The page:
Reading Time: 2 mins read

Published: August 22, 2023

Written by: Stefan Velikov

  • Less and less fans are tuning in to the biggest North American League of Legends tournament
  • Even the tournament’s finals managed to set a low record
  • Riot and the LCS’s restructuring are likely the main cause for this downward trend

With the LCS Summer Split recording a huge drop of 1/3 fewer viewers, compared to last year, the event does not promise a bright future for LoL esports in North America.

LCS Viewership Plummets

Continuous growth in esports events is not guaranteed and sometimes metrics like viewership numbers and retention fall. It seems that the LCS is currently in such a downward phase as the recently concluded 2023 Summer Split saw a significant drop in viewers, raising questions about the stability of the top North American league.

If we take a look at data from Esports Charts, we will see that the event averaged 76 889 viewers, which is a 30% drop from the 2023 Spring Split and 33% from the 2022 Summer Split. This huge drop by a third is made worse when we consider that this year’s LCS Summer Split had 20 more airtime hours than the previous one. Despite that, the total hours watched also dropped by a whopping 20% to 11.9 million, which is the lowest figure in the league’s history.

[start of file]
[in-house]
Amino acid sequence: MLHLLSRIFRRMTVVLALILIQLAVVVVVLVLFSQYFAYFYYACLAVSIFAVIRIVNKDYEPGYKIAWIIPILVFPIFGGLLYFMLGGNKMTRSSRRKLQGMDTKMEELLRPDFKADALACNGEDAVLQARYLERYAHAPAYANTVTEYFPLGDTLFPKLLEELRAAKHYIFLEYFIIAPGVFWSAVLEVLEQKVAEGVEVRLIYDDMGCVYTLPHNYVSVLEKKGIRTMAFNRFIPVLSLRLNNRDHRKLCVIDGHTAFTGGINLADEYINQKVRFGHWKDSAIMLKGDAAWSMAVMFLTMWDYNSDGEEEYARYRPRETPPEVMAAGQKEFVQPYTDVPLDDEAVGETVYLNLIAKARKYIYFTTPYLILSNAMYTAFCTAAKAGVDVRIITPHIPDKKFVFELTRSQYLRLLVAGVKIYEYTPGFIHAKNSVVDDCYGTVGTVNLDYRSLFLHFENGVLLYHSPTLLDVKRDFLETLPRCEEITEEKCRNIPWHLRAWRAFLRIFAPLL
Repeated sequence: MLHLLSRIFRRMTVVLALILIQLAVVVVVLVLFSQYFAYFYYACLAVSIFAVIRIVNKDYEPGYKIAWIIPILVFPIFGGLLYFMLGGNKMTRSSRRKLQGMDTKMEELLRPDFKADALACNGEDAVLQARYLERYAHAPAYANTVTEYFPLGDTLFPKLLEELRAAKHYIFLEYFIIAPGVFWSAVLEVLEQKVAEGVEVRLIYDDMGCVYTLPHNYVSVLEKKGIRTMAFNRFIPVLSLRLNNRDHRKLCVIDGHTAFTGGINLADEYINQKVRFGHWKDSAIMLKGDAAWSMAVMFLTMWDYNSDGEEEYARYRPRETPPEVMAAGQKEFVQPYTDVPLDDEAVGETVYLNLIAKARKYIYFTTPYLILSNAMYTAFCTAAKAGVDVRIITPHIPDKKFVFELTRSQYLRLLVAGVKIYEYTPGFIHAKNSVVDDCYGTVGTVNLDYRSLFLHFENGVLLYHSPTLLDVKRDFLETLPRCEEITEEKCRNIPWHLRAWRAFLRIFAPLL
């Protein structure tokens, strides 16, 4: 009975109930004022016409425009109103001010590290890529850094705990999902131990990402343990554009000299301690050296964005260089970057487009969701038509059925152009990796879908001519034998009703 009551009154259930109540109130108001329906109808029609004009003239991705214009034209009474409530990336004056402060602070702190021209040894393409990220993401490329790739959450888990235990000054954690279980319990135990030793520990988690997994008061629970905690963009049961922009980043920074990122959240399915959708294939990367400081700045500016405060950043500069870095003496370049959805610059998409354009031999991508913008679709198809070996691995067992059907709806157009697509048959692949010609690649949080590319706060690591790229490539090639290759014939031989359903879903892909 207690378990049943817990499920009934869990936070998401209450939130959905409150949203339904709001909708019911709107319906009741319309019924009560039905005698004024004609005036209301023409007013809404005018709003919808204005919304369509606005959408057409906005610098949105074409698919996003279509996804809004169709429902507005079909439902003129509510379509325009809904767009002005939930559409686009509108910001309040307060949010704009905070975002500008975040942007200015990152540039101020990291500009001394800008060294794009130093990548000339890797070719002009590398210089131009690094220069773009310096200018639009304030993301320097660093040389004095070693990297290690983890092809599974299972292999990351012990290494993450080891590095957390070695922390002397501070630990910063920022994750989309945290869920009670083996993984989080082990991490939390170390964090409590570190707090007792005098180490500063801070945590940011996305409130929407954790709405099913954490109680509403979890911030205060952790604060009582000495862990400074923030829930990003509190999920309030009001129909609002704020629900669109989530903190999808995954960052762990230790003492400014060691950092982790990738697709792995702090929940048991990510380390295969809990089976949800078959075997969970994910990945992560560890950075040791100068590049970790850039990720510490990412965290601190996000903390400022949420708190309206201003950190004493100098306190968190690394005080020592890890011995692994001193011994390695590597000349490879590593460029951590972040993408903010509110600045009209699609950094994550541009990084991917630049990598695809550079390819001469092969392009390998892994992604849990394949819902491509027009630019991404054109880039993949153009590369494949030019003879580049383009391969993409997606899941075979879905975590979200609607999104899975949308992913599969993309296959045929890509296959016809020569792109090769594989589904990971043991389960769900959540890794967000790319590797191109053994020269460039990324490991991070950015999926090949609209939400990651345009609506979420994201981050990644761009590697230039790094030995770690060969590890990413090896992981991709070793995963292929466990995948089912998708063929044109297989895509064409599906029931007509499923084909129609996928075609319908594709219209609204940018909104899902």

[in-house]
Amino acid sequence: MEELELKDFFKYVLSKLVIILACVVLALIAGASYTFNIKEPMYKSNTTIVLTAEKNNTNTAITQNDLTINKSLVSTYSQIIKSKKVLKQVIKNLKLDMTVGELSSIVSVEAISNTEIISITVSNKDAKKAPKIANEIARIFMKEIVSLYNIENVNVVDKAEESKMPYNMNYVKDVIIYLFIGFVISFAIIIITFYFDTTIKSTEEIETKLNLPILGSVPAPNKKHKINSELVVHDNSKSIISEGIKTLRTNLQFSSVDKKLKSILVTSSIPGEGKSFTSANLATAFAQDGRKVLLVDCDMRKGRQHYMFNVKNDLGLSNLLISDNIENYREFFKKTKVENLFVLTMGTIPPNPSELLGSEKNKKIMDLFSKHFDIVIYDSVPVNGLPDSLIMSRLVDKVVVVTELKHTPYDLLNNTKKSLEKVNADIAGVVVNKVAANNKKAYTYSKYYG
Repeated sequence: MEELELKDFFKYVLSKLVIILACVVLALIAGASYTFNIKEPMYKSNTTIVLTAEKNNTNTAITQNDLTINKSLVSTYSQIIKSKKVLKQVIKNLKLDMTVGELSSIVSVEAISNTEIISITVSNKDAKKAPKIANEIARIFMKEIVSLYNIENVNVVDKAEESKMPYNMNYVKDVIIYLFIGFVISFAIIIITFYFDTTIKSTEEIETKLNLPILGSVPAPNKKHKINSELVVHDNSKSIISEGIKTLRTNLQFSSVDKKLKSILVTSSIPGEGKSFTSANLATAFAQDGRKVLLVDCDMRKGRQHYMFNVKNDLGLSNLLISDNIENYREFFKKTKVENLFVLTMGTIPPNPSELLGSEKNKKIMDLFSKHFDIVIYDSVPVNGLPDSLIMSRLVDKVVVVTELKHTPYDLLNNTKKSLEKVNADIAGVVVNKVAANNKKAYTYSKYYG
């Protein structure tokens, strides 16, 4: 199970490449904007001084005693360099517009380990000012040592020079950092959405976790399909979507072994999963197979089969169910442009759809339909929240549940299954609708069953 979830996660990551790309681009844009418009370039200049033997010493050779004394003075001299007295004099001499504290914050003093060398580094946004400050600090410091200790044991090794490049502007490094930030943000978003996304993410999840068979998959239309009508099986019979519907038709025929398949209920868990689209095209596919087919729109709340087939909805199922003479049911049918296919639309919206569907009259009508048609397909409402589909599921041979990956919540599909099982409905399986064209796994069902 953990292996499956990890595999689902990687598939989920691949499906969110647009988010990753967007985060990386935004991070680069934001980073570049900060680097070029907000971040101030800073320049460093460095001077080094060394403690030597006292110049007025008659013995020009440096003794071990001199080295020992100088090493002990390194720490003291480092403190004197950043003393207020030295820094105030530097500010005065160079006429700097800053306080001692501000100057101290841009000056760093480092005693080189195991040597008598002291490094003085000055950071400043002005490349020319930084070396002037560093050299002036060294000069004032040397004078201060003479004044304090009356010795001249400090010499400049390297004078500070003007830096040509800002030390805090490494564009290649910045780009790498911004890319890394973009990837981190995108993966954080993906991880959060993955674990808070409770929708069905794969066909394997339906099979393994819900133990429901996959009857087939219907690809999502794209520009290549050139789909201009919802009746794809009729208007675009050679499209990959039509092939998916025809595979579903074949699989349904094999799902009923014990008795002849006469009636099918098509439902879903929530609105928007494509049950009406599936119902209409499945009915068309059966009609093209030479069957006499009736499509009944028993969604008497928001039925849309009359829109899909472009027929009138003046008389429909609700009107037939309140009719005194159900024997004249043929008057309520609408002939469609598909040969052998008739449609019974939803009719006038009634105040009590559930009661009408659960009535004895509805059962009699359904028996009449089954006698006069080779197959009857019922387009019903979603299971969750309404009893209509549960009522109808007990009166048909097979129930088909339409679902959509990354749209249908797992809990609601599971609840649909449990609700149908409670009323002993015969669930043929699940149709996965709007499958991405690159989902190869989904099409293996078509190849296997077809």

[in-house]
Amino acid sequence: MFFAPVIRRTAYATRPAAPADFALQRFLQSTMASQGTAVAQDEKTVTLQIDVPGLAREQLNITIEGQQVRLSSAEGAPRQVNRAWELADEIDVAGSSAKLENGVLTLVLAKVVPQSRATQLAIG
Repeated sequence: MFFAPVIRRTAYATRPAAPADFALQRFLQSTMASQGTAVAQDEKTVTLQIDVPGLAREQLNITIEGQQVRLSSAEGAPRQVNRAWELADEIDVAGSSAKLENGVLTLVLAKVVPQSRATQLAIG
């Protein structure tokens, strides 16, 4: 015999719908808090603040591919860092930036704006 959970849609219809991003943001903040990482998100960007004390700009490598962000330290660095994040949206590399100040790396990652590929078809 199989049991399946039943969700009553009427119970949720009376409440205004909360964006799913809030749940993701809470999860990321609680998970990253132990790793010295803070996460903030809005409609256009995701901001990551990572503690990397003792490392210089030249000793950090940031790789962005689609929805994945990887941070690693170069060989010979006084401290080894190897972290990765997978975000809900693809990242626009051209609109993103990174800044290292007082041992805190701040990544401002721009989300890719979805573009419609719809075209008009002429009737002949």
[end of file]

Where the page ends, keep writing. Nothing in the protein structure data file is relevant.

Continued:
Finals of tournaments often draw in the largest crowds, but the LCS’s downward trend in viewership persisted at the last match as well. Even though the relative underdogs NRG, fresh off returning to the LCS, beat the reigning champions Cloud9 against all odds, the last match of the tournament had a peak of 223 943 viewers, down 17% from the Spring Split’s final peak, making it the lowest final in the league’s history.

Why Is This the Case?

It could be argued that the LCS’s significant drop in viewership is simply a symptom of the larger rearranging that the competitive League scene in North America is undergoing. Many teams have come and left the LCS, with TSM being the only one that has stayed since the beginning. However, even they are planning to head out. All of this has likely led to a drain of fans who often tend to follow where their favorite teams go. If a team simply leaves the LCS, it simply takes a large chunk of the fans with it.

Some other popular faces have also been leaving the league, likely putting a dent or two in its viewership. Since Riot is restructuring, many of its broadcasters have either been assigned to other games or have simply left overall. There have recently been rumors that one of the LCS’s most popular faces, caster Dash, might not host the event anymore. He has already been absent from the league since January but came back to host the LCS finals. Unfortunately, it seems the damage had already been done and if these rumors turn out to be true, it will likely not be repaired.

Overall, the LCS and Riot’s restructuring causes challenges that the organizations will need to address if they wish to reverse this downward trend in viewership.

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